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Lung Pathology |

66-Year-Old Man With Chronic Cough and Nodular Airway Lesions FREE TO VIEW

Carlos Martinez-Balzano, MD; Andres Sosa, MD; Sean O'Reilly, MD; Richard Irwin, MD
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Division of Lung, Allergy and Critical Care Medicine, University of Massachusetts Medical School, Worcester, MA


Chest. 2015;148(4_MeetingAbstracts):613A. doi:10.1378/chest.2230668
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Abstract

SESSION TITLE: Lung Pathology Case Report Posters

SESSION TYPE: Affiliate Case Report Poster

PRESENTED ON: Tuesday, October 27, 2015 at 01:30 PM - 02:30 PM

INTRODUCTION: Chronic eosinophilic pneumonia (CEP) is characterized by pulmonary parenchymal disease caused by dense eosinophilic infiltration. We describe an unusual case of CEP presenting with chronic cough and nodular lesions in the airway mucosa.

CASE PRESENTATION: A 66-year-old man presents with a nine month history of relapsing polychondritis (RPC) and severe cough. While symptoms were relieved by prednisone initially, the cough recurred when doses were lowered to less than 30 mg/day. On his clinic visit the patient was not on steroids and his examination revealed diffuse crackles. A chest radiograph showed right upper lobe consolidation. Bronchoscopy revealed multiple nodular and confluent plaque-like lesions in the tracheobronchial mucosa. Bronchoalveolar lavage showed inflammation with 87% eosinophilia. Transbronchial lung biopsies disclosed massive infiltration of eosinophils in the lung parenchyma coalescing to form abscesses. Biopsies of the mucosal lesions also showed eosinophilic abscesses. There was no evidence of recurrent RPC. Other studies were negative for fungal, viral, parasitic or bacterial infection as well as for vasculitides. He was not taking any medications. The patient was diagnosed with CEP and treated with prednisone. There was a dramatic resolution of symptoms within one week.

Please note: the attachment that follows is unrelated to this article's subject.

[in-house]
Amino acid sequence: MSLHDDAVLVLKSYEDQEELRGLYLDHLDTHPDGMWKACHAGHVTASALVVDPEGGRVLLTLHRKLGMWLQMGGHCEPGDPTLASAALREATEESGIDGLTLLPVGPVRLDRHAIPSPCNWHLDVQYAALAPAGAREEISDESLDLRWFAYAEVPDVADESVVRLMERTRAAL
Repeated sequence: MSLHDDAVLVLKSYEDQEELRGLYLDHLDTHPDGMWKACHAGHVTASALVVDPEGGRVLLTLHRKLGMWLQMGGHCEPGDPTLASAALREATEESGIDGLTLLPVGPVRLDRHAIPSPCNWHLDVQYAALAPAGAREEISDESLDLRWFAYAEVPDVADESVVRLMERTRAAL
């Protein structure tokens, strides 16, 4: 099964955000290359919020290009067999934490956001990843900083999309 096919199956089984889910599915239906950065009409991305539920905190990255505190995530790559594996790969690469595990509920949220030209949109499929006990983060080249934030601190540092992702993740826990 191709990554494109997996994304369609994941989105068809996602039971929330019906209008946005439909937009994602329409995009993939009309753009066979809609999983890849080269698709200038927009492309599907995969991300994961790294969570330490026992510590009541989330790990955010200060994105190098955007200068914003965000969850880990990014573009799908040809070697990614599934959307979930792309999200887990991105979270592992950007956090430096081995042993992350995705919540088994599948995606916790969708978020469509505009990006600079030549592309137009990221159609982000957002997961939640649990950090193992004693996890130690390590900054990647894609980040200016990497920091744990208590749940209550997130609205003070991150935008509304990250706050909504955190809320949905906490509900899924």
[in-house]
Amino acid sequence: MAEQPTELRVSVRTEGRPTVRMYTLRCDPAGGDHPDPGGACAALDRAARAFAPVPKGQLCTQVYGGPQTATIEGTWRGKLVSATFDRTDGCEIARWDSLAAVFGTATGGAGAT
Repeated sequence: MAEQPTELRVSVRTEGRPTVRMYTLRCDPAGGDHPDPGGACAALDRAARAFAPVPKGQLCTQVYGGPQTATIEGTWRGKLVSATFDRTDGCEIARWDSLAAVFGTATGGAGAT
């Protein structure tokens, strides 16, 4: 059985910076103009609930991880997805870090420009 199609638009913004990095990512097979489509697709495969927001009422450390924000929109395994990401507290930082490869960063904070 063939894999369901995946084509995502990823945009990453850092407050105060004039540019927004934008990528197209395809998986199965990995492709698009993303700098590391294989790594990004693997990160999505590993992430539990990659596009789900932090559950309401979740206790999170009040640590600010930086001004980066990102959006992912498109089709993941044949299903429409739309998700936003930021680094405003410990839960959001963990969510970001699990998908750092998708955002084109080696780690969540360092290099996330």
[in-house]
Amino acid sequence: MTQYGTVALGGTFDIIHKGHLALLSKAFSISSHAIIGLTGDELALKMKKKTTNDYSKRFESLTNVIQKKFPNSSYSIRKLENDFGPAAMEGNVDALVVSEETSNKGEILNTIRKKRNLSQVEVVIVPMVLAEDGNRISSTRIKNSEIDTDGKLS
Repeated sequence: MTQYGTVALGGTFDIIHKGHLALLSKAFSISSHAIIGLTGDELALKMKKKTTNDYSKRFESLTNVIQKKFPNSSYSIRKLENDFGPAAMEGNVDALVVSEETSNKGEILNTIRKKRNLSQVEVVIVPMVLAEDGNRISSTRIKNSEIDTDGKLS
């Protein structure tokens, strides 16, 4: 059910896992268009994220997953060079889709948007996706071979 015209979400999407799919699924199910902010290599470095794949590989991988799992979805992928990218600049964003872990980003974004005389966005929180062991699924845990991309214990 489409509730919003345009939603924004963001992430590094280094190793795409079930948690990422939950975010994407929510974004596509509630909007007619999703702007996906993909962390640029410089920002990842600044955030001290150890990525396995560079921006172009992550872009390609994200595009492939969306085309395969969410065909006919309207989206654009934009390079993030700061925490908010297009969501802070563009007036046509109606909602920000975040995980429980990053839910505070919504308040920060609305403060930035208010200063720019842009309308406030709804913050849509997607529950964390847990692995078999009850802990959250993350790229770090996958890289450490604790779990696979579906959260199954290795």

DISCUSSION: We describe an unusual presentation of CEP based on the occurrence of chronic cough as the sole symptom and nodular endobronchial lesions. Symptoms associated with classic CEP also include progressive dyspnea, malaise, fever and weight loss. Involvement of the airway mucosa, as in our case, has been reported in six CEP cases with similar pathologic findings of eosinophilic infiltration and eosinophilic abscesses. In one case series, these lesions were present 6.8% of the time.1 These findings were associated with higher peripheral neutrophilia and pulmonary eosinophilia. Since not all patients with CEP undergo bronchoscopy, it is possible that the prevalence of airway involvement is higher than currently thought, and even though it appears to resolve with systemic steroids, its true prognostic significance remains unknown.

CONCLUSIONS: CEP can rarely present with lone chronic cough and nodular endobronchial lesions due to eosinophilic infiltration of the airway mucosa. Because these lesions can occur as part of known CEP, their presence should not necessarily mean that another condition exists.

Reference #1: Matsuda Y, et al. Tracheobronchial lesions in eosinophilic pneumonia. Respir Investig. 2014;52:21-7.

DISCLOSURE: The following authors have nothing to disclose: Carlos Martinez-Balzano, Andres Sosa, Sean O'Reilly, Richard Irwin

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